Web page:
How Distributors Can Boost Trade Show Performance With Experiences

Id 34993 Trade Show 5
Nick Simonette, Vice President of sales at Czarnowski.Nick Simonette, Vice President of sales at Czarnowski.

Experiences are everywhere, especially when traveling to and attending a trade show—from the airport check-in line to the flight to the interaction with salespeople on the show floor.

Airlines strive to create experiences that are linear, repeatable and reliable. This is not the case for live experiences in the trade show environment. These experiences are non-linear and designed to address different individuals’ needs, communication and learning styles, and interests. When an attendee visits an exhibit and interacts with its representatives and products, she has an experience. But is it the experience the company wants her to have?

Trade shows are a traditional part of a distributor’s marketing mix. However, it’s easy to become complacent and put up the same banner and hand out the same brochures in a 10-by-10 exhibit every year. These stale exhibiting strategies are a waste of money and a commercial liability, especially as competitors deploy more innovative, eye-catching, and engaging spaces, and use multifaceted approaches to educate visitors.

Today, trade show attendees are looking for more from corporate exhibitors when they walk the show floor. In response, a distributor should create compelling experiences that encourage attendees to explore its products and services. A creative approach to exhibiting can help an organization stand out from the competition, build relationships with valuable prospects and kick-start the sales process.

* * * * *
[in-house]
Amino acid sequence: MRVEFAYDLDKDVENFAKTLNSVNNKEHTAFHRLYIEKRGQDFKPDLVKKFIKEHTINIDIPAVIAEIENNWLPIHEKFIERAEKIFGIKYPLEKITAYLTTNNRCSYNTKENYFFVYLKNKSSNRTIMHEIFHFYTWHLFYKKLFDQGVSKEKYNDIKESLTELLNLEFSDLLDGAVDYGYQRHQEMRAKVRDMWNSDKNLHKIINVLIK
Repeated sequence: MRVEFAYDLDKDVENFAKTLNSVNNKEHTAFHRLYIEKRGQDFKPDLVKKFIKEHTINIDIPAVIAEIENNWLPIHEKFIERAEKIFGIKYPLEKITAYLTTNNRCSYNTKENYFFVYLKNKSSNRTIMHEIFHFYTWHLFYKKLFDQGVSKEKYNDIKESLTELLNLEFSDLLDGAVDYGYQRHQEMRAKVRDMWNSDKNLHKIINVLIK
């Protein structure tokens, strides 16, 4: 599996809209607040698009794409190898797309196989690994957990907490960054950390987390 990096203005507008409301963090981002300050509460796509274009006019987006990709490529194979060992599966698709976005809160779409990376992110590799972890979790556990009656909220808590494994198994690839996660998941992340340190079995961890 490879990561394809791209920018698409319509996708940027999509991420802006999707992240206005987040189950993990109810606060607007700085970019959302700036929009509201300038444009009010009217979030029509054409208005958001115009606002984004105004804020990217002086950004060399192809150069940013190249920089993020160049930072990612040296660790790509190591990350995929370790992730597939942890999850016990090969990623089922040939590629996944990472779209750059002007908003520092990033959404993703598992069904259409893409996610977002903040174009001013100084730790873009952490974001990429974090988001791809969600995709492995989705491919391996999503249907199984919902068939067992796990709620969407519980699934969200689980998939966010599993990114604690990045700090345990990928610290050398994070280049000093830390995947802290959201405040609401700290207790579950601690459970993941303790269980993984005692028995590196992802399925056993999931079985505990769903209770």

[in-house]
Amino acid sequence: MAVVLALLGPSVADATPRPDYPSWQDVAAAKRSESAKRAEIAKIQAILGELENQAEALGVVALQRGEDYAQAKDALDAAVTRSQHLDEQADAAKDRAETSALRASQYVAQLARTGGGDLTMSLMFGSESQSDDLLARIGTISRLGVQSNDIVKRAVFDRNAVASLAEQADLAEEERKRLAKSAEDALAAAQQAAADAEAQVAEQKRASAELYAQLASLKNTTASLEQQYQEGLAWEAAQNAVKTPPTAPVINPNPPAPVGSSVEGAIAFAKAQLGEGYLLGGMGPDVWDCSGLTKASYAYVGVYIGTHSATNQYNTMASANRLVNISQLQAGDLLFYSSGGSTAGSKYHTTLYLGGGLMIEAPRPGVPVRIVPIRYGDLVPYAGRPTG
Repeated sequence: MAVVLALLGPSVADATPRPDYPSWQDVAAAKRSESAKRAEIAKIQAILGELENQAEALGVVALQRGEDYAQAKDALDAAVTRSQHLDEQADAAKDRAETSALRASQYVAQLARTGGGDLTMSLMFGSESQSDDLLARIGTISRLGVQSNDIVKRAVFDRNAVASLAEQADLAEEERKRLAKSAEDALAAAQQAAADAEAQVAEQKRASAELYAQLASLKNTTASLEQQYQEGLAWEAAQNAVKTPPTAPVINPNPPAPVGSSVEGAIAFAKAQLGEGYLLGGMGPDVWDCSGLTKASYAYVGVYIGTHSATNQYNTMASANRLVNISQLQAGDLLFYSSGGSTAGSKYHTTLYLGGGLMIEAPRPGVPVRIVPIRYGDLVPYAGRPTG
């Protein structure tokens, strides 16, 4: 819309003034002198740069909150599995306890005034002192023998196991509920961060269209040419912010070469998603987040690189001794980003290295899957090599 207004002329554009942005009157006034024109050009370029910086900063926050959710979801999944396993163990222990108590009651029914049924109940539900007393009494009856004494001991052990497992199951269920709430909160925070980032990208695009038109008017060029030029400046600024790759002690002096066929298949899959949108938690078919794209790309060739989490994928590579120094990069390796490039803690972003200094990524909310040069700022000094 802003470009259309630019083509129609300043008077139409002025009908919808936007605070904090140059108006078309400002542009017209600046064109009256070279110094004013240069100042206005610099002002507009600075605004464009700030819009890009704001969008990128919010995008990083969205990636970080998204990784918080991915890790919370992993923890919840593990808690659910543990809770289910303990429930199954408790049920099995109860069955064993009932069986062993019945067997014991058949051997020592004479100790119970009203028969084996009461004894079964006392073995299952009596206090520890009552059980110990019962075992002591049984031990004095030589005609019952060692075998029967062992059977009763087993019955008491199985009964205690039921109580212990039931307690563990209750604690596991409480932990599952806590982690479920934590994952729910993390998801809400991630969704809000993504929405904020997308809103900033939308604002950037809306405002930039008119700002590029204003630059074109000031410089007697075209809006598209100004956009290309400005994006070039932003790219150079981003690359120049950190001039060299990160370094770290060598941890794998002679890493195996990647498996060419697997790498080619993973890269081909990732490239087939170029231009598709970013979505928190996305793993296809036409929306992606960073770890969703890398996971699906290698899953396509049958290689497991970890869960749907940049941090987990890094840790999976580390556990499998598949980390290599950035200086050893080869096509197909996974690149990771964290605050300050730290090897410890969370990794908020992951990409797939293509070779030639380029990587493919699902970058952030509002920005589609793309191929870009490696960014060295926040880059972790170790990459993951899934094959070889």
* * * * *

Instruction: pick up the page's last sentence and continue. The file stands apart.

But experiential marketing is easier said than done, and if done poorly, it can damage a company’s reputation. There are several key steps a distributor should follow to ensure it properly executes experiential marketing engagements at its trade shows.

Create a Sustained Marketing Message

A trade show is a piece—albeit a significant piece—of a company’s marketing spend and mix. So, a distributor should reinforce the messages it communicates through other marketing platforms—from interviews with trade publications to social media activity to one-to-one sales initiatives—in its trade show exhibit. By connecting marketing messages across channels, the exhibitor will ensure audiences hear a consistent message wherever they encounter the company.

Along these lines, it’s crucial that a distributor avoid a “flea market” approach to exhibiting. A distributor shouldn’t seek to show every product in its portfolio or all the services it deploys. This unfocused approach can turn a trade show exhibit into a cluttered catalog. Instead, a distributor should create a hierarchy of products and services and even consider having a centerpiece product or service in the exhibit.

A distributor of construction equipment may have ambitious sales goals for its skid-steer loaders, for example. Instead of putting a static image of the vehicle behind a table covered with product brochures, the company would be better off putting the actual vehicle in its exhibit and letting customers sit in it and take pictures that they can share on social media with a custom hashtag. The company could complement this interactive engagement by running a professionally produced promotional video on an LED video wall in the exhibit. And sales reps could be on hand to offer visitors more information about the vehicle and the company’s related maintenance and repair offerings.

It’s also crucial to commit to a sustained trade show exhibiting strategy. A distributor cannot simply exhibit at a show one time and hope to make an impact. Instead, the company needs to be visible across marketing channels—including trade shows—over a significant period of time.

Understand Your Audiences